ILNews

COA affirms doctrine of transferred intent applies

Back to TopE-mailPrintBookmark and Share

The Indiana Court of Appeals agreed that the doctrine of transferred intent applied in the case of a juvenile adjudicated for committing battery for hitting his teacher unintentionally when trying to punch another student.

While at school, D.H. got into an argument with another student in class. Teacher Joanne Cornett decided to kick the other student out and move D.H. to another part of the room. As she reached for the doorknob, D.H. threw a punch at the other student and hit Cornett in the head. D.H. was placed on probation with special conditions for committing what would be Class D felony battery on a school employee and Class B misdemeanor disorderly conduct if committed by an adult.

D.H. argued in D.H. v. State of Indiana, No. 49A05-1002-JV-92, that there’s not enough evidence to show he knowingly or intentionally hit his teacher. He claimed the doctrine of transferred intent shouldn’t apply because the crime he would have been charged with if he hit the student versus the crime he was charged with for hitting his teacher weren’t on the same punishment level. Hitting the other student would have been the equivalent of a Class A or B misdemeanor; hitting his teacher was a Class D felony.

The appellate court wasn’t persuaded by D.H.’s argument. The state isn’t required to prove he knowingly or intentionally struck his teacher; the state is required to prove beyond a reasonable doubt he knowingly or intentionally hit someone. Then the state must prove beyond a reasonable doubt the victim was his teacher in the course of her duties, which elevates the offense.

“We find that the fact that the victim of a battery is a school employee in the course of her duties is akin to a battery causing a serious bodily injury—it is an aggravating circumstance that increases the penalty for the crime,” wrote Chief Judge John Baker. “Thus, while the State is required to prove this fact beyond a reasonable doubt, it need not prove that D.H. acted with the requisite culpability with respect to this fact.”
 

ADVERTISEMENT

Sponsored by
ADVERTISEMENT
Subscribe to Indiana Lawyer
  1. I have had an ongoing custody case for 6 yrs. I should have been the sole legal custodial parent but was a victim of a vindictive ex and the system biasedly supported him. He is an alcoholic and doesn't even have a license for two yrs now after his 2nd DUI. Fast frwd 6 yrs later my kids are suffering poor nutritional health, psychological issues, failing in school, have NO MD and the GAL could care less, DCS doesn't care. The child isn't getting his ADHD med he needs and will not succeed in life living this way. NO one will HELP our family.I tried for over 6 yrs. The judge called me an idiot for not knowing how to enter evidence and the last hearing was 8 mths ago. That in itself is unjust! The kids want to be with their Mother! They are being alienated from her and fed lies by their Father! I was hit in a car accident 3 yrs ago and am declared handicapped myself. Poor poor way to treat the indigent in Indiana!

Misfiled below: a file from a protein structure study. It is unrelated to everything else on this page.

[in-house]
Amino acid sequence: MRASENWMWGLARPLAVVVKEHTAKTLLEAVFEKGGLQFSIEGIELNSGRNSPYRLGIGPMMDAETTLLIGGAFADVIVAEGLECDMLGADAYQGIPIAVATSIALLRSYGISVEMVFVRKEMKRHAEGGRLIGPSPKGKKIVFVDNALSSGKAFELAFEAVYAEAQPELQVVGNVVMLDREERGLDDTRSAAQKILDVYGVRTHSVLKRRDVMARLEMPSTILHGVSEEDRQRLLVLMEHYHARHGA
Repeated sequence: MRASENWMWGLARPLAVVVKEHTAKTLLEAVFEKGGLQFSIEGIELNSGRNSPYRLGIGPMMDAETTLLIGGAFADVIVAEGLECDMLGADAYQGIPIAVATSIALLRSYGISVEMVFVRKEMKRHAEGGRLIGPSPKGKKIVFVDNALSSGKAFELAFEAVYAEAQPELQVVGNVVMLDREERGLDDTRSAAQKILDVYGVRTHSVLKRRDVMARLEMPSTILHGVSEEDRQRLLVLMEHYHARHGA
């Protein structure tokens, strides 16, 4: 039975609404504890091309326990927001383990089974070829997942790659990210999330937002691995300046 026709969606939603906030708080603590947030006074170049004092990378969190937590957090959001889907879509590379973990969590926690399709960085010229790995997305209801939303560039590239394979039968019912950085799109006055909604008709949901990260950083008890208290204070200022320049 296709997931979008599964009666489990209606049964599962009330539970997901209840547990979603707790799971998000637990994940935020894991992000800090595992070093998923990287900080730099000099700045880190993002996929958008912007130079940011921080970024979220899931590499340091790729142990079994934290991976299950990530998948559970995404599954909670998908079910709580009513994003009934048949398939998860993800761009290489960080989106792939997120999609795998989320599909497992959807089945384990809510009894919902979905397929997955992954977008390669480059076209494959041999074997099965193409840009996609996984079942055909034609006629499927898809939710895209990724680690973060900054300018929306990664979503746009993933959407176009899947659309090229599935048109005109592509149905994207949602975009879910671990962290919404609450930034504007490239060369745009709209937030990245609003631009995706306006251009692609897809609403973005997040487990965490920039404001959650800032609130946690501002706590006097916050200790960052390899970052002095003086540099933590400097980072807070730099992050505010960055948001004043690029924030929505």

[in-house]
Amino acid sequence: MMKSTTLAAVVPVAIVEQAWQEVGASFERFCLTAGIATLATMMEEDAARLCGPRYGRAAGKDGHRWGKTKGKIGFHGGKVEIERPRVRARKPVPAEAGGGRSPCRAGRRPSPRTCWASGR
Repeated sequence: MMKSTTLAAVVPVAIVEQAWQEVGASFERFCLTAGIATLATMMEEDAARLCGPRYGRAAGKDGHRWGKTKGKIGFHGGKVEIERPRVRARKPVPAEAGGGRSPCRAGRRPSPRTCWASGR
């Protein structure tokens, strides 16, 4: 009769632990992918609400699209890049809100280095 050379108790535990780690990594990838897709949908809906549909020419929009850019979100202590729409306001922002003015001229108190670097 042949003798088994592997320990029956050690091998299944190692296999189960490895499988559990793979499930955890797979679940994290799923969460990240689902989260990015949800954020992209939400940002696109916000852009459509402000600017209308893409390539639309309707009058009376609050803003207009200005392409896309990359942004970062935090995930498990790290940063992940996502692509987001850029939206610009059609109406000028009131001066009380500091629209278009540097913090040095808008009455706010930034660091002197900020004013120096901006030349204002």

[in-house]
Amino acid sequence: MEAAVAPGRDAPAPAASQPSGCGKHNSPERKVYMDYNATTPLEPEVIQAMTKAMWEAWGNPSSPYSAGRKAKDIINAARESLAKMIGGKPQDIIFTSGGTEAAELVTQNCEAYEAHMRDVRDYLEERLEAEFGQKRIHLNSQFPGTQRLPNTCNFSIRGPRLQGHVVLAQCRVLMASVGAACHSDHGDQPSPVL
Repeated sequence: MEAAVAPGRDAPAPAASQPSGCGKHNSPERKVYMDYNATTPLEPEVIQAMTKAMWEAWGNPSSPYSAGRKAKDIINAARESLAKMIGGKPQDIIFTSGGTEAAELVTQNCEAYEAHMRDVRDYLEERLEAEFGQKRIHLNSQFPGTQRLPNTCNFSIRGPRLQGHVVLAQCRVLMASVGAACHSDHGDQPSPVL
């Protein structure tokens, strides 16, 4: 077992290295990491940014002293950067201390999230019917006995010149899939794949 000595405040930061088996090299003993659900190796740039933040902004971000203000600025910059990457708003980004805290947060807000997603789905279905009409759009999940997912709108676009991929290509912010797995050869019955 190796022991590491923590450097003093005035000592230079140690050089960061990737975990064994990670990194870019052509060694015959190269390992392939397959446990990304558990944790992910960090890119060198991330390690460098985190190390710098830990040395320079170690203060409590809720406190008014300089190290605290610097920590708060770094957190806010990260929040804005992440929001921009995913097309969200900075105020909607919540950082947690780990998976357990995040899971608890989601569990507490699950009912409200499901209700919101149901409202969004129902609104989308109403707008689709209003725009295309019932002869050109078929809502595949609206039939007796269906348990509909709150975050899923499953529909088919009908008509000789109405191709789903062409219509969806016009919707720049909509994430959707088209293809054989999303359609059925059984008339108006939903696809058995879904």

2. The Indiana DOE released the 2015-2016 school grades in Dec 2016 and my local elementary school is a "C" grade school. Look at the MCCSC boundary maps and how all of the most affluent neighborhoods have the best performance. It is no surprise that obtaining residency in the "A" school boundaries cost 1.5 to 3 times as much. As a parent I should have more options than my "C" school without needing to pay the premium to live in the affluent parts of town. If the charter were authorized by a non-religious school the plaintiffs would still be against it because it would still be taking per-pupil money from them. They are hiding behind the guise of religion as a basis for their argument when this is clearly all about money and nothing else.

  3. This is a horrible headline. The article is about challenging the ability of Grace College to serve as an authorizer. 7 Oaks is not a religiously affiliated school

  4. Congratulations to Judge Carmichael for making it to the final three! She is an outstanding Judge and the people of Indiana will benefit tremendously if/when she is chosen.

  5. The headline change to from "religious" to "religious-affiliated" is still inaccurate and terribly misleading.

ADVERTISEMENT